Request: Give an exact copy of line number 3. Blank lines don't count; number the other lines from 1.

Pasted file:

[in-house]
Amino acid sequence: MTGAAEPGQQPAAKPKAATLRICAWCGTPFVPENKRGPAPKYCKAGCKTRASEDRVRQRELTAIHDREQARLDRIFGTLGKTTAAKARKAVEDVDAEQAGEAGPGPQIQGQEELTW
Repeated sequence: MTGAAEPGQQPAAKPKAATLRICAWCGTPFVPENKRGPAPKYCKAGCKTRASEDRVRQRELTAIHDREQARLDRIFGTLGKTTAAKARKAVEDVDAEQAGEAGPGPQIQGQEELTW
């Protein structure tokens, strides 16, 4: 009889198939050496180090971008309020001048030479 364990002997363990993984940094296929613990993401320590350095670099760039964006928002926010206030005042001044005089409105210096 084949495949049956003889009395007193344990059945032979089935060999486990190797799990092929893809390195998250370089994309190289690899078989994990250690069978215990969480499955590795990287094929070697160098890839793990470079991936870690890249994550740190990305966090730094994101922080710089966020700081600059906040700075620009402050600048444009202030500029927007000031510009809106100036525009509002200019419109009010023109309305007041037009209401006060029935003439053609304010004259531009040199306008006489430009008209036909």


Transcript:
Repeated sequence: MTGAAEPGQQPAAKPKAATLRICAWCGTPFVPENKRGPAPKYCKAGCKTRASEDRVRQRELTAIHDREQARLDRIFGTLGKTTAAKARKAVEDVDAEQAGEAGPGPQIQGQEELTW